There was a lot of talk before he was elected that Barack Obama might turn out to be a second Jimmy Carter.

Now it appears that Hosni Mubarak is on the brink of turning out to be the second Shah of Iran. It was Carter’s mushy thinking and general weakness (the second proceeded from the first) that paved the way for the mullahs to take over in Iran.   

Obama is reaping praise from many sensible people for walking a thin line and not taking sides. He hasn’t rushed to shove Mubarak and at the same time he is calling for reform and democracy.

It doesn’t worry me that our team is making mealy-mouthed statements. That is what diplomacy is all about. What is frightening is that our team looks like deer caught in the headlight. We’d all probably rest easier if we felt that they were intellectually and philosophically prepared.

In particular, President Obama seems to view the Middle East through the wrong lens. He bought into the erroneous claim that the Israeli-Palestinian conflict is the root of the problems there. Egypt, as Commentary editor John Podhoretz explains, will reveal (to those capable of learning) that this was never the case:

The anti-Mubarak revolution won’t only topple an authoritarian regime. It will also topple 40-plus years of wrong-headed thinking about the causes of Middle East instability among the world’s foreign-policy cognoscenti.

In that view, the horrible relationship between Israel and the Arabs is the dominant issue for the Near East’s 20-plus nations and its 250-million-plus people — and the root cause of the region’s tempestuousness.

But now that Tunisia’s street revolt against a corrupt dictatorial regime has led to Egypt’s similar revolt only in a matter of weeks, with God knows what to follow elsewhere, the plain truth can no longer be denied: Israel is a sideshow.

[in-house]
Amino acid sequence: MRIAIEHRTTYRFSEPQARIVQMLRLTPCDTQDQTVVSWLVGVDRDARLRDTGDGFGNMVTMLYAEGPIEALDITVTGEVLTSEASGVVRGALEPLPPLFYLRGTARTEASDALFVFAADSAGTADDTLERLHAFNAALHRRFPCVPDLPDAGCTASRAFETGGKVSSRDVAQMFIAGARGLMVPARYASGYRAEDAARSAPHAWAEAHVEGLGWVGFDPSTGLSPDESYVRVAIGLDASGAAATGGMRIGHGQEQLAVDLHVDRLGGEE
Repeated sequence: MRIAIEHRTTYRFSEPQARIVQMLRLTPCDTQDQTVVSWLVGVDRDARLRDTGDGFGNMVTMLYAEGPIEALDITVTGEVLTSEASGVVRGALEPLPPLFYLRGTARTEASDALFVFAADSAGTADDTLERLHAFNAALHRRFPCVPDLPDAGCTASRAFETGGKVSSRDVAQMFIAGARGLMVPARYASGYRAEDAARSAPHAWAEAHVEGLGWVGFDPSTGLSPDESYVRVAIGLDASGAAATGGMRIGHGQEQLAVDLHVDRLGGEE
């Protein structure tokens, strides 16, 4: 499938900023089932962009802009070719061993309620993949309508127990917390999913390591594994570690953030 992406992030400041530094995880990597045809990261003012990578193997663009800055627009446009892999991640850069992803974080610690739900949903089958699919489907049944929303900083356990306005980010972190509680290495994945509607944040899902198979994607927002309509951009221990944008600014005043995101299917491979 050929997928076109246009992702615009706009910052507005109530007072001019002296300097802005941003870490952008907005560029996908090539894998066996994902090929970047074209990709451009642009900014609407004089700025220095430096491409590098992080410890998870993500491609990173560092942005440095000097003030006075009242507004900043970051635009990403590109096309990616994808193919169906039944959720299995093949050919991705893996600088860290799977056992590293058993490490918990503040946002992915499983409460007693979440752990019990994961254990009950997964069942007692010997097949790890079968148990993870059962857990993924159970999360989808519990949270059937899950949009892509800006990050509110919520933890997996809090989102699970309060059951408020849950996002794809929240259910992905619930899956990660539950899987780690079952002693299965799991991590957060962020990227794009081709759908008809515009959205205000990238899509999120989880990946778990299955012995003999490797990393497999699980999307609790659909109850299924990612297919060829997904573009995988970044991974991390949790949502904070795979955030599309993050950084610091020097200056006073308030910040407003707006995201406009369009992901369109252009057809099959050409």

If and when Mubarak crumbles, and the revolt that began in Tunisia continues its relentless spread, the time will have come for the rulers of these blasted lands to take the measure of what their people actually need. …

Oddly enough, I think this is one time when Barack Obama really can blame George Bush.

The fledgling democracy in Iraq has got to have told people in these “blasted lands” that something better, not perfect, but better is possible. If the U.S. allows the Muslim Brotherhood to come to power (we should be active behind the scenes) then this historic moment will have been lost.

Barry Rubin is fearful, the New Republic literary editor thinks that “the Obama administration, and American liberals more generally, have been caught intellectually unprepared for this crisis,” and Melanie Phillips notes that the Arab world is tipping-but towards what?

The administration can’t entirely control the situation, what it does, either in public or behind the scenes, will be crucial. Let’s hope we aren’t going to see Carter II in the coming week.

I have never hoped so hard that President Obama will rise to the occasion and make the right decisions.